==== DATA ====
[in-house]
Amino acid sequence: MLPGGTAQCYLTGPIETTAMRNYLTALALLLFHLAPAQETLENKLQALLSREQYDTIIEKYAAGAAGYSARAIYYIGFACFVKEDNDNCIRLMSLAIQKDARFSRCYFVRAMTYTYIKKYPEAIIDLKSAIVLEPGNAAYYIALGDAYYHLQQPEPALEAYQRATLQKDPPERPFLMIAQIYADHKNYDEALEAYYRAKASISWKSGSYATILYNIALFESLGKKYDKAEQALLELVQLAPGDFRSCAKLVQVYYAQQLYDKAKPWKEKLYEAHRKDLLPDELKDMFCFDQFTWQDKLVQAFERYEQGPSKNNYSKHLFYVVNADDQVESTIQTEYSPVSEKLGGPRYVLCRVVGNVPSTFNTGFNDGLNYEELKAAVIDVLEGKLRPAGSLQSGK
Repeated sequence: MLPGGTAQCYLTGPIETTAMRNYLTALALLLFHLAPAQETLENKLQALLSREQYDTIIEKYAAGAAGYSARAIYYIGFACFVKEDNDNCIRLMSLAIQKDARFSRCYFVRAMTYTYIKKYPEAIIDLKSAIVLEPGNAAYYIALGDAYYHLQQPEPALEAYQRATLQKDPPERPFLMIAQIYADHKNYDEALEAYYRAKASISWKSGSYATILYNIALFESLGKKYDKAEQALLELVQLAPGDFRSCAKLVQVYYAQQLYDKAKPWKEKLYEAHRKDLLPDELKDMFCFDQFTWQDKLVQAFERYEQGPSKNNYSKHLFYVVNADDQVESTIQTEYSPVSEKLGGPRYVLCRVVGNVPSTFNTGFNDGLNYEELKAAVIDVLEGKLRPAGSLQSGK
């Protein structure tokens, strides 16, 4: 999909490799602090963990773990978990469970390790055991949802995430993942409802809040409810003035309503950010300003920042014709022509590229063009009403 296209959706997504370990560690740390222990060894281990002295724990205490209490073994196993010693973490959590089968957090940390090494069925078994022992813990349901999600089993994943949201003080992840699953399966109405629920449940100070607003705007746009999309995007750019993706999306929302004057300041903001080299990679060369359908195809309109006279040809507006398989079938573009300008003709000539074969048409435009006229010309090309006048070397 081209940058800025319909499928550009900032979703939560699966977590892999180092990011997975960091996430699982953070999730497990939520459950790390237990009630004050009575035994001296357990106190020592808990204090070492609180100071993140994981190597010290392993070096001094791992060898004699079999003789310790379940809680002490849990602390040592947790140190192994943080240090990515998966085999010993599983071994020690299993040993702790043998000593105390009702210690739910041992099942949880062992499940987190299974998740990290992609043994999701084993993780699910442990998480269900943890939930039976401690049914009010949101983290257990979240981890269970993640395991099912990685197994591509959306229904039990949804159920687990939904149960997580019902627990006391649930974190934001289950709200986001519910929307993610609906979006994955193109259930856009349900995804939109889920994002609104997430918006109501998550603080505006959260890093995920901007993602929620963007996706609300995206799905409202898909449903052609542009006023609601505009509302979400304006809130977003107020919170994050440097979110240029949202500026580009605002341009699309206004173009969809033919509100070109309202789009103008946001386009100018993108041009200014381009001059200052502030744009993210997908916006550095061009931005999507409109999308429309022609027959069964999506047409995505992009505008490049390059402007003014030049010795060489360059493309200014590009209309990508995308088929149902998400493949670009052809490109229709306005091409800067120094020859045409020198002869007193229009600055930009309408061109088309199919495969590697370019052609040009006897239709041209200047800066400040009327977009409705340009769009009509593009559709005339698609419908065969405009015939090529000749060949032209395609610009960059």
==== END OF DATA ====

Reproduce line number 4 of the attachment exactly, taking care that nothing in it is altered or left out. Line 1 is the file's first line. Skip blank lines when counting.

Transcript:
């Protein structure tokens, strides 16, 4: 999909490799602090963990773990978990469970390790055991949802995430993942409802809040409810003035309503950010300003920042014709022509590229063009009403 296209959706997504370990560690740390222990060894281990002295724990205490209490073994196993010693973490959590089968957090940390090494069925078994022992813990349901999600089993994943949201003080992840699953399966109405629920449940100070607003705007746009999309995007750019993706999306929302004057300041903001080299990679060369359908195809309109006279040809507006398989079938573009300008003709000539074969048409435009006229010309090309006048070397 081209940058800025319909499928550009900032979703939560699966977590892999180092990011997975960091996430699982953070999730497990939520459950790390237990009630004050009575035994001296357990106190020592808990204090070492609180100071993140994981190597010290392993070096001094791992060898004699079999003789310790379940809680002490849990602390040592947790140190192994943080240090990515998966085999010993599983071994020690299993040993702790043998000593105390009702210690739910041992099942949880062992499940987190299974998740990290992609043994999701084993993780699910442990998480269900943890939930039976401690049914009010949101983290257990979240981890269970993640395991099912990685197994591509959306229904039990949804159920687990939904149960997580019902627990006391649930974190934001289950709200986001519910929307993610609906979006994955193109259930856009349900995804939109889920994002609104997430918006109501998550603080505006959260890093995920901007993602929620963007996706609300995206799905409202898909449903052609542009006023609601505009509302979400304006809130977003107020919170994050440097979110240029949202500026580009605002341009699309206004173009969809033919509100070109309202789009103008946001386009100018993108041009200014381009001059200052502030744009993210997908916006550095061009931005999507409109999308429309022609027959069964999506047409995505992009505008490049390059402007003014030049010795060489360059493309200014590009209309990508995308088929149902998400493949670009052809490109229709306005091409800067120094020859045409020198002869007193229009600055930009309408061109088309199919495969590697370019052609040009006897239709041209200047800066400040009327977009409705340009769009009509593009559709005339698609419908065969405009015939090529000749060949032209395609610009960059």